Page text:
His charisma enables him to whip up the enthusiasm of his employees (job involvement) to achieve more by doing seemingly impossible tasks, and also convince customers to buy Apple products.
His charisma type could be described as being personalized12. This means in accordance to Dubrins explanation, that one serves primarily own interests and exercises only minor restraints on the use of power. In Jobs case this means that he does not only motivate by story telling but also by force. Jobs is described by some as being manipulative, dishonest, and boorish13.
An indication for this can be found, when he says, for instance: “My job is to not be easy on people. My job is to make them better. My job is to pull things together from different parts of the company and clear the ways and get the resources for the key projects. And to take these great people we have and to push them and make them even better, coming up with more aggressive visions of how it could be.”14 He wants people to follow him, expects obedience and much of it seemingly out of the self-interest, since working at “Apple” is what he considers a valuable goal in his life15.
In conclusion, we can say he is a visionary type who communicates his visions well in this story telling fashion16. This vision, and the way that he can communicate it is the main attribute that makes Jobs being perceived as Charismatic.
Because of his “manipulative” behavior he is considered by some of his employees as autocratic. His behavior in meetings for instance is described as being rude, authoritative and obnoxious17.
Dubrin explains the importance of consideration and, what he calls, initiating structure18. Considerations stands for the degree that a leader offers emotional support, while structure is the way work is organized, i.e. by schedules, orders, guidelines etc. “Getting the job” done is highest on their priority list.
Because of his quest for perfection, Jobs has domineering presence which makes some of the employees fear him. This would let us assume that his consideration level is rather low (else he would care about peoples fear and try to counteract it) and his initiating structure level appears rather high, as we saw in the former paragraph on “charisma”, when we saw him saying “My job is to not be easy on people. My job is to make them better. My job is to pull things together from different parts of the company and clear the ways and get the resources for the key projects.”19
However, in his later years, he shows more warmth and less vindictiveness towards his employees. In fact, a current rating of approval by his employees shows Jobs to get a 90% approval rating20. Nevertheless, it is not at all clear that this rating is based on him being softer on people today or simply on people’s admiration for him due to his success.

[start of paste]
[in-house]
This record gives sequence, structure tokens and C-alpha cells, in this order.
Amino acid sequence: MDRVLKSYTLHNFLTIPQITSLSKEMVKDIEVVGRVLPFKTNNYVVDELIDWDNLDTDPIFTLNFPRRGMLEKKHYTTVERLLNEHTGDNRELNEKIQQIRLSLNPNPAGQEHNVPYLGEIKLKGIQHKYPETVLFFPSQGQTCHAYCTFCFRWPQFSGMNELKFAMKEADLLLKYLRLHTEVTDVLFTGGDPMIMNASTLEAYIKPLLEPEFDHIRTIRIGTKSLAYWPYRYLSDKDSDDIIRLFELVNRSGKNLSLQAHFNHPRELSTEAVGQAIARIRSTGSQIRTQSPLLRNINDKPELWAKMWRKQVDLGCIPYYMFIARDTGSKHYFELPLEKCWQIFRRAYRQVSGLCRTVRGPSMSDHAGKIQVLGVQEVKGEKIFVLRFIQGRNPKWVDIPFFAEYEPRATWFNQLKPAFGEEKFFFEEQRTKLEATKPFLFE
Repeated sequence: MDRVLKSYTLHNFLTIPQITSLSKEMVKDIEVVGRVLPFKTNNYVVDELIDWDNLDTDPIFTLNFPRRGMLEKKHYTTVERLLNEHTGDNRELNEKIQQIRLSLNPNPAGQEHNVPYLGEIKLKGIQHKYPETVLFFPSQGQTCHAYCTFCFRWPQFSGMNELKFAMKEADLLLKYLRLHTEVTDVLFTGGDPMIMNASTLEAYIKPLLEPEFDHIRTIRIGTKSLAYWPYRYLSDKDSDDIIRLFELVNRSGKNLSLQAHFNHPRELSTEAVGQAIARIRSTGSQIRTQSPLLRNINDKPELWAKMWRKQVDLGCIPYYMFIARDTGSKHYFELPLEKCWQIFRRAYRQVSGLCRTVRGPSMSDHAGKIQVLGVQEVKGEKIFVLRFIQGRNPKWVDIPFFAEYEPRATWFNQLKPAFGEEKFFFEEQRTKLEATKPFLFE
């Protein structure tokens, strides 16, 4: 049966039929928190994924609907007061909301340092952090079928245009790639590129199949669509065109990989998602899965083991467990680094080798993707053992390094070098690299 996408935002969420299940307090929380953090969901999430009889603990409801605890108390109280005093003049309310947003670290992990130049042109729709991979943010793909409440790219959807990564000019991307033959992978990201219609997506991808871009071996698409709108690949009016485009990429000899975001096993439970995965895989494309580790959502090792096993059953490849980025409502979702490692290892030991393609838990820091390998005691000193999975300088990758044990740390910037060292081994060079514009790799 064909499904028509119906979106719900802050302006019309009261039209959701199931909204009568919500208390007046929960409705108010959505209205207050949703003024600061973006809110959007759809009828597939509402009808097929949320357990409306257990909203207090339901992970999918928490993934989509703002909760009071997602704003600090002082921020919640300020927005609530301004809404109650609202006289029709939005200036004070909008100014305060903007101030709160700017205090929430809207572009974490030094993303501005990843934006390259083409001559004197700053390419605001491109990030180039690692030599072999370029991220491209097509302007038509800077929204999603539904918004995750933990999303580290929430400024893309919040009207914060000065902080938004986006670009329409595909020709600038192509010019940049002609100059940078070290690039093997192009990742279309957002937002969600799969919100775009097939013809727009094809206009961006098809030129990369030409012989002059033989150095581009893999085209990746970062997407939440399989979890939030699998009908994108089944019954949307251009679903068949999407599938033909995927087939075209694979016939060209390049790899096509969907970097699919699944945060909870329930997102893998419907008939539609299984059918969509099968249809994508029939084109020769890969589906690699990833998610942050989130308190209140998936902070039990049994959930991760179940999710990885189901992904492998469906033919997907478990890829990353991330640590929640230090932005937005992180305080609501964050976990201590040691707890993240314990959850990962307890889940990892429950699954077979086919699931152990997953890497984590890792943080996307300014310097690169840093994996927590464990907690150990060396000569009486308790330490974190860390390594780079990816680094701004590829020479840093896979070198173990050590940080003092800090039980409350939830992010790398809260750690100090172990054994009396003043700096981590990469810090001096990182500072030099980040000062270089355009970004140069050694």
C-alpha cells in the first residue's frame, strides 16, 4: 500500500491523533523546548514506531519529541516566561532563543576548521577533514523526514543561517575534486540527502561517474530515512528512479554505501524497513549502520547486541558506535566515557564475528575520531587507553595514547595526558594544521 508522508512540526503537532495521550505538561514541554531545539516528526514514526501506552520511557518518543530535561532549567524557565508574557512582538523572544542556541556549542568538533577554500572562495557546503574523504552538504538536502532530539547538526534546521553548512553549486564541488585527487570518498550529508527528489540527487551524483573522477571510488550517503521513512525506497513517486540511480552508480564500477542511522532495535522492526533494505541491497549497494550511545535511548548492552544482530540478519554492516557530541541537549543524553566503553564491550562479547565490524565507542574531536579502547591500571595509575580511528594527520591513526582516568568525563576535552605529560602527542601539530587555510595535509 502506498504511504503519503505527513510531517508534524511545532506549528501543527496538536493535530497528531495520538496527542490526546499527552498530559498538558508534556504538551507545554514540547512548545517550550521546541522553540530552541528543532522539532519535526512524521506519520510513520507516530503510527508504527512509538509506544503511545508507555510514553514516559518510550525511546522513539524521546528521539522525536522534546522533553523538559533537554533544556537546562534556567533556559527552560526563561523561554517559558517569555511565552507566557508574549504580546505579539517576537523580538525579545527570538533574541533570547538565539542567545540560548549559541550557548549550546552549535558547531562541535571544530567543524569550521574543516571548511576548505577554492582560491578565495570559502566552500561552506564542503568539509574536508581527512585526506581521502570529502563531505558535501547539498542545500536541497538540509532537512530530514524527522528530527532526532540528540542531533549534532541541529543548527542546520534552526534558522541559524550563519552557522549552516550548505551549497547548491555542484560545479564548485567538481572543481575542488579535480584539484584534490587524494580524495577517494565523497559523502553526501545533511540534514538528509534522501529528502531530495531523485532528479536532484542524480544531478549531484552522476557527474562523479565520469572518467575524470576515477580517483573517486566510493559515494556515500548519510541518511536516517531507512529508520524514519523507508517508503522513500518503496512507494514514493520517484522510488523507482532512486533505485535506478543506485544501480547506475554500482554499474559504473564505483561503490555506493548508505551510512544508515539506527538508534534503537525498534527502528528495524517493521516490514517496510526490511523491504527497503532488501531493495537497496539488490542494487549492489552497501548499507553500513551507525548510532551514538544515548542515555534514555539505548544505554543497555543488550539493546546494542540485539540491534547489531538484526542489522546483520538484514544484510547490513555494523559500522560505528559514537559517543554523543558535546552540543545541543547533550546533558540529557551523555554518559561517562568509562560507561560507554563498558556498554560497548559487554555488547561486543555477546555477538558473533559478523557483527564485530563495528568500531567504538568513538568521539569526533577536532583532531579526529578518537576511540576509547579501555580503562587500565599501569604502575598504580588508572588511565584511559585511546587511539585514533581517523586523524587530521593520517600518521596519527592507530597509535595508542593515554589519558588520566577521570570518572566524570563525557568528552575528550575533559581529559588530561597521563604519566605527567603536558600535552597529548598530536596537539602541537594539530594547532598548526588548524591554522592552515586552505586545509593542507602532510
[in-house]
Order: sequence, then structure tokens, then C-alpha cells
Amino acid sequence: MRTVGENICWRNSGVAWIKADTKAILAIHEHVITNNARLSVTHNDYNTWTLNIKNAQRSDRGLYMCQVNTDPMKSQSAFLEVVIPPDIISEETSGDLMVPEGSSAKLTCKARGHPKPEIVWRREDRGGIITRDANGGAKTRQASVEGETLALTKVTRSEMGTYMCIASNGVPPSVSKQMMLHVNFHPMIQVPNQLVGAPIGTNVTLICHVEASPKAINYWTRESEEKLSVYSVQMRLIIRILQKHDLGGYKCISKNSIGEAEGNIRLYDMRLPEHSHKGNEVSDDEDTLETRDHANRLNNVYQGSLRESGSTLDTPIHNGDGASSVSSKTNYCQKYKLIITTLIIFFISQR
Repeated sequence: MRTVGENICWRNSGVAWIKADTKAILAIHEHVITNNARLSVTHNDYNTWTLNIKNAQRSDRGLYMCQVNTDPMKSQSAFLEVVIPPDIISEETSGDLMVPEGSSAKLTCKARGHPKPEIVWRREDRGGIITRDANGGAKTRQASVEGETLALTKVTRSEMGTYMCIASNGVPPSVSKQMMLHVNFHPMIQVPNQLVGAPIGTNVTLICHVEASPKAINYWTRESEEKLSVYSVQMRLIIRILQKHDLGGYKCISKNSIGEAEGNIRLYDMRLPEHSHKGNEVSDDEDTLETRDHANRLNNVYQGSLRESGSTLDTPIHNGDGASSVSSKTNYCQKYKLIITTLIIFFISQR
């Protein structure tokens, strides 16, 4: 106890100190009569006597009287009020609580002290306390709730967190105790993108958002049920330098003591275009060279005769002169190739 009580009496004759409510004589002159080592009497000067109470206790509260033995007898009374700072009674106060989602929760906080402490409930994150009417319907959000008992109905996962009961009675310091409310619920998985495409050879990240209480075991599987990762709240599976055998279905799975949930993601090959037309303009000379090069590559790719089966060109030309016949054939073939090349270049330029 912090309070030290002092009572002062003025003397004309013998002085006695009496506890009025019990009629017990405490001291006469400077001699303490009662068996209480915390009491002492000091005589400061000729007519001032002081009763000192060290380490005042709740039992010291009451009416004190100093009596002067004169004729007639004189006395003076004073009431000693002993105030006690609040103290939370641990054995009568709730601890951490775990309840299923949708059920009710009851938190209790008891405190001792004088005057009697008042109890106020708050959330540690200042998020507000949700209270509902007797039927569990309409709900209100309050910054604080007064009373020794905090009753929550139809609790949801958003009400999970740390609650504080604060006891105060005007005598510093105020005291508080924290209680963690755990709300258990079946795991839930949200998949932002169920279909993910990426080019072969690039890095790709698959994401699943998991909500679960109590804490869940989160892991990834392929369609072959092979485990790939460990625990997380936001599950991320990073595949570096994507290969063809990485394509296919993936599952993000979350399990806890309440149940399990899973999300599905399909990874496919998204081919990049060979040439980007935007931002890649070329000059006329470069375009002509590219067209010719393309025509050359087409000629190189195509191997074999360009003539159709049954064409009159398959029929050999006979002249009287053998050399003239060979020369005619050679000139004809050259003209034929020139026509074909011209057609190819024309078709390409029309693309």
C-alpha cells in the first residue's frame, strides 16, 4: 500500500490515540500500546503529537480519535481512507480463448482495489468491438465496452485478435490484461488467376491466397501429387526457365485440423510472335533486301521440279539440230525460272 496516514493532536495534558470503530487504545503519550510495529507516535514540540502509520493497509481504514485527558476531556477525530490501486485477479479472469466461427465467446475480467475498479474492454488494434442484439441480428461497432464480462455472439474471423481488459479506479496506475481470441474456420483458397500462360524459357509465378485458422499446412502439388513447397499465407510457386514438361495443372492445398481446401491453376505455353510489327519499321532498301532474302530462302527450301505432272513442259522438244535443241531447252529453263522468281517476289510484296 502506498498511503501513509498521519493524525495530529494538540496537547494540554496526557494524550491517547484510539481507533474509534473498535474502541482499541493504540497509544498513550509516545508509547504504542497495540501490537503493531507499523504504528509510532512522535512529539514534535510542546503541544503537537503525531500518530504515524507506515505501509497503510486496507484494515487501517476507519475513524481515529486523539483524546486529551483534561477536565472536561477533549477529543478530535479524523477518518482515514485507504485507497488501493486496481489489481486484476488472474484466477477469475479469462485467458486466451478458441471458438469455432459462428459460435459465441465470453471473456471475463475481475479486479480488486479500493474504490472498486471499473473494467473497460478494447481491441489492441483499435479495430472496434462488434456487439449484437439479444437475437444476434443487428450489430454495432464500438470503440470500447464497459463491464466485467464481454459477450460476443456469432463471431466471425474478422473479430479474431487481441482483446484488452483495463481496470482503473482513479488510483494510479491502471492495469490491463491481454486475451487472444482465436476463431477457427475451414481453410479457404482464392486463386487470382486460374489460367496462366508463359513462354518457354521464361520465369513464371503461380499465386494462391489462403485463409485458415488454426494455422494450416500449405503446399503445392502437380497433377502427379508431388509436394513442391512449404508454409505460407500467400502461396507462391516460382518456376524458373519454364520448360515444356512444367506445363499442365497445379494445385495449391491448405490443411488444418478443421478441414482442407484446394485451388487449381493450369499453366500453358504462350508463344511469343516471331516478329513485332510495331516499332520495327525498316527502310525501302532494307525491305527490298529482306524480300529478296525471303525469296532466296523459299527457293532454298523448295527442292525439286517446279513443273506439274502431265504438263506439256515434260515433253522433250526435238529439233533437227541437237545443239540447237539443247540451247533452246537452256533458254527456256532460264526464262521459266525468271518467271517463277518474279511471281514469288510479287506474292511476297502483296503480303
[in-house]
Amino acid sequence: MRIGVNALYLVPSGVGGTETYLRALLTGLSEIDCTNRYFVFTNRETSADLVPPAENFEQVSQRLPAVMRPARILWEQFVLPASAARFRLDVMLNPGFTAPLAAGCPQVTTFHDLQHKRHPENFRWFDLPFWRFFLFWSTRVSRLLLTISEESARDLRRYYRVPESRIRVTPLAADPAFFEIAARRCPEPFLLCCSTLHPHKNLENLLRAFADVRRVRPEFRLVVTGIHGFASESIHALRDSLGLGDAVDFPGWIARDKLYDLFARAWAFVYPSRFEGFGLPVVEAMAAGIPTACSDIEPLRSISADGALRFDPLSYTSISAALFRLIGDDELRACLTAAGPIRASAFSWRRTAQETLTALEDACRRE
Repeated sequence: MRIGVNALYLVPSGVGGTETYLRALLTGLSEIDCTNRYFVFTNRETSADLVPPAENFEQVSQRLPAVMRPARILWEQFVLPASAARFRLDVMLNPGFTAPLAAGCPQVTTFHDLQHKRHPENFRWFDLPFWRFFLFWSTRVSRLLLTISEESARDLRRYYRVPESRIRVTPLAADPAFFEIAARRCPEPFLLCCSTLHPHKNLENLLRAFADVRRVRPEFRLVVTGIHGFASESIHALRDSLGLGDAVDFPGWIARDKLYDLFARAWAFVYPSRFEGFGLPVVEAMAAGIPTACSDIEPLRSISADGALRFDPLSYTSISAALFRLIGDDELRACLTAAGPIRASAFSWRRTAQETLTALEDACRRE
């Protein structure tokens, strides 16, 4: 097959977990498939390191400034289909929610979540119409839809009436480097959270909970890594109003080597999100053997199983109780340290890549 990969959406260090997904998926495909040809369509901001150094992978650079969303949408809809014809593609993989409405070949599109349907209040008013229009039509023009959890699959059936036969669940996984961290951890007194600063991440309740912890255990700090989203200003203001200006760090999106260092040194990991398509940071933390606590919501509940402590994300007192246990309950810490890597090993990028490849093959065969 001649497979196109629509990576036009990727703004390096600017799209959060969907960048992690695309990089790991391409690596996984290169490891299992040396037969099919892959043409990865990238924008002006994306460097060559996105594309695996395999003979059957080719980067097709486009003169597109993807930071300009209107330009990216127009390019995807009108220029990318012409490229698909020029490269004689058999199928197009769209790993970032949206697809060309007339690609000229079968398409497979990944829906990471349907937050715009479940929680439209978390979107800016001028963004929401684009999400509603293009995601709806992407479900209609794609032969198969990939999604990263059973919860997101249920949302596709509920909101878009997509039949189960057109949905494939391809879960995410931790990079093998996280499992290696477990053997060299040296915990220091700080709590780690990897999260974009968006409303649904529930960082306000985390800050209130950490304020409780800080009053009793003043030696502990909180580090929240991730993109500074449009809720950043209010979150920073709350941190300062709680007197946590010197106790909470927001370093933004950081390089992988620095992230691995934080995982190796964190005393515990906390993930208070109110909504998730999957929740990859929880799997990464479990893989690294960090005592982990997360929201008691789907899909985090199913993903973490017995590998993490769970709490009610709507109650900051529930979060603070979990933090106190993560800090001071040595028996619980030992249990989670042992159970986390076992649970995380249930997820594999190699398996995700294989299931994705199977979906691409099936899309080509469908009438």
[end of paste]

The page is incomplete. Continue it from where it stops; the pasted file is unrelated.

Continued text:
Autocratic versus participative
Jobs seems to micromanagement at Apple. Jobs admits that there are an incredible amount of up to 100 individuals reporting directly to him21. As mentioned above, he is perceived as autocratic. The fact that so many individuals report to him directly is representative for his will and eagerness to hold all the strings in his hands. Total control is certainly the basis for this leadership.
Dubrin describes an autocratic leader as one who tells “people what to do, asserting themselves, and serving as a model for team members”22. In contrast, a participative leader would be interested in hearing everyone’s opinion and integrate them into a group-decision either in a democratic way (let a vote decide), a consensus finding manner (strive for an agreement of compromise) or consultative (consult with all group members, then decide)23.
We assume that the amount of Jobs’ participative leadership is low. Anecdotes rumor that he is a rather rude participant in meetings and extremely impatient24. This behavior certainly does not contribute to people wanting to voice their opinion and participate. In contrast, Dubrin explains that a participative leadership style demands for “teamwork approach” where the leader does not try to dominate the group25.
From the documentary “The triumph of the nerds” we may conclude that his humility levels are very low, bringing his personality in conflict of the requirements for a participative leadership style26. This documentary has Jobs talk about some of his less successful episodes, blaming others for the losses.)
At the same time Jobs is being described as entrepreneurial: “Jobs may be a multibillionaire, but that hasn’t cut into his work ethic. He brings an entrepreneur’s energy to tasks many CEOs would see as beneath them”27.
Dubrin defines an entrepreneur as someone with a strong will for achievement and a sensible risk taking, high degree of enthusiasm, tendency to act quickly on opportunity, being impatient, visionary, amongst others28. From the above discussion we have seen already, that Jobs can be described as being enthusiastic and a visionary, being impatient and having a strong will for achievement. Additionally, Jobs has taken risks and seized on opportunities many times in his career, for instance when leaving Apple (though being forced to) and leading Pixar to success, just to come back to Apple some years later and saving the day for a company in dire straits at the time29.